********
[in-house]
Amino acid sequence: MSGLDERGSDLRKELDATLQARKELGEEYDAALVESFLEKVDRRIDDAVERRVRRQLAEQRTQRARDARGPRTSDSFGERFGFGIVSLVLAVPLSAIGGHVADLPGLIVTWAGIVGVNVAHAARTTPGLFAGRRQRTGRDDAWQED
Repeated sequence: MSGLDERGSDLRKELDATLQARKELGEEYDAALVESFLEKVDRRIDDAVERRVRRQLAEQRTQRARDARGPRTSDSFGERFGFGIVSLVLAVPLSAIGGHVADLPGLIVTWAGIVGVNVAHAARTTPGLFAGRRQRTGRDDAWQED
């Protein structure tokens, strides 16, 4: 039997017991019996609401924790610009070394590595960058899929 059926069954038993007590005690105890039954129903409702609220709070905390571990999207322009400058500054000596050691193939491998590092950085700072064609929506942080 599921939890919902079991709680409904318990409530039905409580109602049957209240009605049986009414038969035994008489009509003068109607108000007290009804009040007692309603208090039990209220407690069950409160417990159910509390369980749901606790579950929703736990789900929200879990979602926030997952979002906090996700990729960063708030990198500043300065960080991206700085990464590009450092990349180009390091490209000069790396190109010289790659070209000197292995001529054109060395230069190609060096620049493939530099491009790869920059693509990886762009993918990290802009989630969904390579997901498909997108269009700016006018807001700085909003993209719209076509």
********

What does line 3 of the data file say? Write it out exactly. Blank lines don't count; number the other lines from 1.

Repeated sequence: MSGLDERGSDLRKELDATLQARKELGEEYDAALVESFLEKVDRRIDDAVERRVRRQLAEQRTQRARDARGPRTSDSFGERFGFGIVSLVLAVPLSAIGGHVADLPGLIVTWAGIVGVNVAHAARTTPGLFAGRRQRTGRDDAWQED